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Harry Potter again tops poll of best book-to-film adaptations

27 September 2016 1:55 AM, PDT

Jk Rowling’s series remains cinemagoers’ favourite ahead of multiple works by Stephen King and Jrr Tolkien

Harry Potter has again topped a poll by Odeon to find the best-loved book-to-film adaptations, with 32% of 2,000 cinemagoers placing the series in their top 10. The result echoes a similar survey in March 2015.

However, Charles DickensA Christmas Carol was a surprise entry at No 2 (it didn’t feature last year), with 30% of respondents citing it in their top 10. The Shawshank Redemption, meanwhile, took third place, with 28%.

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- Catherine Shoard

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Split review – James McAvoy is 23 shades of creepy in M Night Shyamalan chiller

27 September 2016 1:50 AM, PDT

Surprise! The Sixth Sense director’s shock-twist kidnap thriller premiered in a secret screening at Austin’s Fantastic Fest – a masterful blend of Hitchcock, horror and therapy session

M Night Shyamalan achieved his final form this week at Fantastic Fest, the annual genre film bonanza in Austin, Texas. The king of twists and surprises brought next January’s release, Split, as a “secret screening” early premiere. We in the audience had no clue what we’d be seeing until the opening credits, which didn’t arrive until after a prologue. It was the first in a series of “aha!” moments.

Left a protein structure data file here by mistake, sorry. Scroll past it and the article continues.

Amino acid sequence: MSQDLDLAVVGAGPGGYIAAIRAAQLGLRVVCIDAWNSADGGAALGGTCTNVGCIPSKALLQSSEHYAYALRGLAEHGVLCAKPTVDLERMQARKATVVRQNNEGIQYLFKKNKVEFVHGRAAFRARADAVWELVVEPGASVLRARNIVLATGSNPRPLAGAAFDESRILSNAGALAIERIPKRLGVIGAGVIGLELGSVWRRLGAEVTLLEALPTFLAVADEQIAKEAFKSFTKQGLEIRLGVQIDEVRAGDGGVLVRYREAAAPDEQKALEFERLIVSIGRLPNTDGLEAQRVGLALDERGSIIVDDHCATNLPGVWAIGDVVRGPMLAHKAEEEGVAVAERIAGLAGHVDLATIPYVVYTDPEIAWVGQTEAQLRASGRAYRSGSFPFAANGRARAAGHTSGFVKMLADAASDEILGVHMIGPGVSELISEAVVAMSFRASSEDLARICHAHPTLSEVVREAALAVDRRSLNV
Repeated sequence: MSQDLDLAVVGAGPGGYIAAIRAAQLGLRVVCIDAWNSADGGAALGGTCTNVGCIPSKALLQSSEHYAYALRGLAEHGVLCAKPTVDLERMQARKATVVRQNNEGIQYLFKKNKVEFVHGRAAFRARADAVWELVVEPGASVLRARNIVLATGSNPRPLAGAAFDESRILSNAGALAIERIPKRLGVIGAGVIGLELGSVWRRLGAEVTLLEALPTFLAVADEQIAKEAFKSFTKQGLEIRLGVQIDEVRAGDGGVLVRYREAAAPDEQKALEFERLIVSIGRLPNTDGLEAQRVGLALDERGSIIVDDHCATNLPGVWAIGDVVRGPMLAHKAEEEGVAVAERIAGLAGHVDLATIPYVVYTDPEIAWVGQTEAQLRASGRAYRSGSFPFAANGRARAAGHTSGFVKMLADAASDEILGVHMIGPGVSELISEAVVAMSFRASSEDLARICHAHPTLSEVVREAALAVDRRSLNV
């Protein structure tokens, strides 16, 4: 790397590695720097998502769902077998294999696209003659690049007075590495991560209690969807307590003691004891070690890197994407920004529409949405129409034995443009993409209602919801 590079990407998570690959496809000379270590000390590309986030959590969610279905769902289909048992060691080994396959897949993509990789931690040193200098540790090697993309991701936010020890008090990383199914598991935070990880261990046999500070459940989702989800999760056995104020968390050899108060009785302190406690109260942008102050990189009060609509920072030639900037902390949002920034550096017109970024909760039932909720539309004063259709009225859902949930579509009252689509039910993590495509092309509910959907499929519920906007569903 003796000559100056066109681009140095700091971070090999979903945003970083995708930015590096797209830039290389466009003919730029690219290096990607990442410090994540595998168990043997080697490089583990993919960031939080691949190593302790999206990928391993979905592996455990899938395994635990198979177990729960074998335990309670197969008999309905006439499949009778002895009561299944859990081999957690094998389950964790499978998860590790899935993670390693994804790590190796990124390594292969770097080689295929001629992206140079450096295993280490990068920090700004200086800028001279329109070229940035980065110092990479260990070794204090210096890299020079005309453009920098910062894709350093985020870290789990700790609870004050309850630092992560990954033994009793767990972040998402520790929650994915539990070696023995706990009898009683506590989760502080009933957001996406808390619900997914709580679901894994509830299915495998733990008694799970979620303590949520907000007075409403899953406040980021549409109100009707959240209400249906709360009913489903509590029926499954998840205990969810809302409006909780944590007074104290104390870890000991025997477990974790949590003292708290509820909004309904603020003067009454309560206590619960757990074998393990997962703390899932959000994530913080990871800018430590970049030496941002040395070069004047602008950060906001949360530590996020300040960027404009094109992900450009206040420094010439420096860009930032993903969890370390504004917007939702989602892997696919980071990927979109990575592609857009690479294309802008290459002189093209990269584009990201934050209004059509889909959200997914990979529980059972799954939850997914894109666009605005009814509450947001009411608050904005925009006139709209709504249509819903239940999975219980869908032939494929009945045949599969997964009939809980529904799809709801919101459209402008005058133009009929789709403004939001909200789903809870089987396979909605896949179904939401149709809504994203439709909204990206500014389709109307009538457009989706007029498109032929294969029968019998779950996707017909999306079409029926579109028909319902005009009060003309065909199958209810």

Casey (Anya Taylor-Joy) is left without a ride after a pity invite to a classmate’s party. A helpful dad is willing to give her a lift home, but the two giggly friends in the back (Haley Lu Richardson and Jessica Sula) are too busy looking at their phones to »

- Jordan Hoffman

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Herschell Gordon Lewis: low-brow schlock horror director with a kind of horrible genius

26 September 2016 11:00 AM, PDT

Lewis was the master of bargain-basement splatter without whom we would not have the likes of Robert Rodriguez or Quentin Tarantino

One of the most extraordinary figures in the history of popular American moviegoing has departed the stage: film director Herschell Gordon Lewis was the “godfather of gore” and the “sultan of splatter” who in the 1960s energetically pushed the envelope of bad taste with low-cost, low-brow schlock-horror exploitation pictures. Lots of blood, lots of screaming, lots of nudity – and lots of money.

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- Peter Bradshaw

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Splatter king Herschell Gordon Lewis dies aged 87